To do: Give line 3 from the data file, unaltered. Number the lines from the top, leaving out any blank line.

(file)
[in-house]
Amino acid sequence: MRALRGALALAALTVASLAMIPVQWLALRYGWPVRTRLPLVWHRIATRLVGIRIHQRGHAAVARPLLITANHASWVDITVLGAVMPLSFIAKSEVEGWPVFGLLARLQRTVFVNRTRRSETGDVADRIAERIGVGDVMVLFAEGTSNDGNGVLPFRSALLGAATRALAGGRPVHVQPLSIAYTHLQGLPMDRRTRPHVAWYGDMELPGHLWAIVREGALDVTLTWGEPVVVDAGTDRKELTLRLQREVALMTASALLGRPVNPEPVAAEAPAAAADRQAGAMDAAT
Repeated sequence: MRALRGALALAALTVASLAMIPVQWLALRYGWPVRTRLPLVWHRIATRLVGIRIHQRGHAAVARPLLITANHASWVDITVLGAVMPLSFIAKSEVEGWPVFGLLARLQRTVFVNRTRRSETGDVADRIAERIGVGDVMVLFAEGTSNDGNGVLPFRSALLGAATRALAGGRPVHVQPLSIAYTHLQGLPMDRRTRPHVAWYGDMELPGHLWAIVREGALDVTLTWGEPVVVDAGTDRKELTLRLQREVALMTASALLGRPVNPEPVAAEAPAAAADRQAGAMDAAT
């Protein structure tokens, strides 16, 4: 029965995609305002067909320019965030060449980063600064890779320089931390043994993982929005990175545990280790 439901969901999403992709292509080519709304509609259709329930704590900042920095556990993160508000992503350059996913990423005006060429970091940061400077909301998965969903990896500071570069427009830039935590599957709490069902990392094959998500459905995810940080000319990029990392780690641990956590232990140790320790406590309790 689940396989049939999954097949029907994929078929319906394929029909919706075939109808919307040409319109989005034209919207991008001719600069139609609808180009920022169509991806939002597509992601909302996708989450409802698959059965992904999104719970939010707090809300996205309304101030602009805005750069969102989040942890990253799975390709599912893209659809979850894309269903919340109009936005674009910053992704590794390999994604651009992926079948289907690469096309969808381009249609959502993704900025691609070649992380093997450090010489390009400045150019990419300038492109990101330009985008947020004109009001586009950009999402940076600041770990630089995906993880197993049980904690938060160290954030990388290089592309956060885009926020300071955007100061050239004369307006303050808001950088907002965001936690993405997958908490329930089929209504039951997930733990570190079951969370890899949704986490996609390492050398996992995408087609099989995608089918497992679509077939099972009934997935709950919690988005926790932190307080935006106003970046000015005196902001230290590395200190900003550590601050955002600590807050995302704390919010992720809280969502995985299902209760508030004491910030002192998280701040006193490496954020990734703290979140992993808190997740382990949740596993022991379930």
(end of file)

Repeated sequence: MRALRGALALAALTVASLAMIPVQWLALRYGWPVRTRLPLVWHRIATRLVGIRIHQRGHAAVARPLLITANHASWVDITVLGAVMPLSFIAKSEVEGWPVFGLLARLQRTVFVNRTRRSETGDVADRIAERIGVGDVMVLFAEGTSNDGNGVLPFRSALLGAATRALAGGRPVHVQPLSIAYTHLQGLPMDRRTRPHVAWYGDMELPGHLWAIVREGALDVTLTWGEPVVVDAGTDRKELTLRLQREVALMTASALLGRPVNPEPVAAEAPAAAADRQAGAMDAAT